Advice on what you need to do if you’re unfortunate enough to be involved in an accident in a lease car. What should you do? Who should you inform? Find out.
Unfortunately, accidents are part and parcel of the driving experience. However, when they happen, they can have a huge impact on all involved. Being involved in a car accident is bad enough, but when you’re involved in an accident in a vehicle that doesn’t belong to you, stress levels are certainly heightened.
Lease cars are the easiest and most affordable way to drive around in a brand new vehicle and for this reason, they’re exceptionally popular on the roads. However, you will never own a lease car, which means that should you have an accident, it will be in a vehicle that doesn’t belong to you.
Considering this scenario raises many questions and knowing exactly what to do should this situation arise is something which is likely to be extremely useful to a lot of people. So, if you’re driving around in a brand new lease car and you’d like to know what to do should such an unfortunate incident occur – read on.
Call the police
If the vehicle hasn’t already stopped, stop driving immediately – it’s imperative to stop at the scene because failing to stop is an offence that can result in legal action.
If you’re able to check the passengers of the other vehicles involved then do so and call the police, ambulance and fire service where necessary. Remember, even if it’s just a minor bump and the police don’t need to be called to the scene, you must report the incident to your local police within 24 hours in order to obtain an incident reference number.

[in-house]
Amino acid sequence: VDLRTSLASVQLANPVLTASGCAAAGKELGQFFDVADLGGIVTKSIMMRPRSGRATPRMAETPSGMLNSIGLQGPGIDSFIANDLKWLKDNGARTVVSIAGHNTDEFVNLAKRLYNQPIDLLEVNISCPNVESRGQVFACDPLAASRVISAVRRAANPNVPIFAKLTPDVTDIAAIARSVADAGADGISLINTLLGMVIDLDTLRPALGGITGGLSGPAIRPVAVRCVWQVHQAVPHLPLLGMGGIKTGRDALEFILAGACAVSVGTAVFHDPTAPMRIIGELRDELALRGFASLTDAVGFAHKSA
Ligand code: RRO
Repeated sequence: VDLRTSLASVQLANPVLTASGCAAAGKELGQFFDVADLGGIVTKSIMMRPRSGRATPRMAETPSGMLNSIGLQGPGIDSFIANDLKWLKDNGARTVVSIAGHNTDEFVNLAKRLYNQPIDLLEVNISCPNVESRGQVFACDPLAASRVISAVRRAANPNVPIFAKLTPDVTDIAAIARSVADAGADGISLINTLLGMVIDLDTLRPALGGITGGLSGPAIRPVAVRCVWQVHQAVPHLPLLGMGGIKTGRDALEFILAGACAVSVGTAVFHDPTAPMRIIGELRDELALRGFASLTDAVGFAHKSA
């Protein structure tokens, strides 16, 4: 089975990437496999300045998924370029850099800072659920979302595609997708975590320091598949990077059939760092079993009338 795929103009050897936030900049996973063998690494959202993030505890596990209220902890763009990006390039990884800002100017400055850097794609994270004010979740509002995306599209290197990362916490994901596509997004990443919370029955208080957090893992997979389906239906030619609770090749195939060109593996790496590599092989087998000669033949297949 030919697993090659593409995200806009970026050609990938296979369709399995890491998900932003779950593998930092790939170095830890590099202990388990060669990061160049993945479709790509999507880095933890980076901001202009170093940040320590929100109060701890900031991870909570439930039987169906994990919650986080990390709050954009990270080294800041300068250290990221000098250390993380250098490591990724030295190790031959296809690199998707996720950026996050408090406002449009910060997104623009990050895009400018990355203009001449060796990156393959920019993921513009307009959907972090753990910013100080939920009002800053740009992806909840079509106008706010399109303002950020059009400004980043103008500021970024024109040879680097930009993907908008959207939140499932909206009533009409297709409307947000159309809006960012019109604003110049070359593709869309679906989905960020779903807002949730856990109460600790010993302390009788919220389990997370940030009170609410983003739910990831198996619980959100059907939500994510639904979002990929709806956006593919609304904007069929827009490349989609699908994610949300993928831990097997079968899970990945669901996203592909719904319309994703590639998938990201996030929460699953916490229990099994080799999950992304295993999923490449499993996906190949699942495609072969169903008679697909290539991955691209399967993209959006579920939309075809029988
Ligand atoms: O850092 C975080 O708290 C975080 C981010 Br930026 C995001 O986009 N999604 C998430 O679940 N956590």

As soon as you’ve established that everyone’s safe and well, you should exchange details with all parties involved. You, and they, are legally required to provide your name and address at the scene of an accident. You should also, supply vehicle (make, model, registration number) and insurance details, along with a phone number too.
Along with the details of the other vehicles and drivers involved, it’s also a good idea to record other information like the time of day, the weather, the positions of the vehicles etc. If you have a camera phone then pictures are even more helpful to insurance companies trying to fathom exactly who’s to blame for an accident.
As with all accidents your insurance company should be called within 24 hours of the incident. Many insurance policies have a clause within them stating a time frame, within which you must notify them of an accident – failing to do so within the stipulated timeframe may invalidate your policy.
Your insurance provider will ask for the details you collected about the other vehicles and drivers involved, along with your account of events.
Your leasing & finance companies
Remember, when you lease a car it does not belong to you, although in your possession, the legal owner is the finance company. It’s important to inform your lease company of an accident, although, because of the involvement of insurance and finance companies they’re unlikely to be able to help you. However, you should also notify the finance company.
They will be able to help you and advise of next steps. Remember, you will be liable for any damage to a lease vehicle.
Avoiding costly bills
In order to avoid any costly ventures, many finance companies will provide information about GAP insurance.
This is an additional type of insurance that will protect you against any costly bills should you write-off a lease car. Your standard car insurance company – in the event that your car is a write-off – will pay out the value of the car. However, this is not always enough to cover the remaining finance on your lease. In this instance, you’d make use of your GAP insurance policy and they would pay the remaining difference – essentially the ‘gap’ – between the price your insurance company have offered for the car and the finance remaining on the vehicle.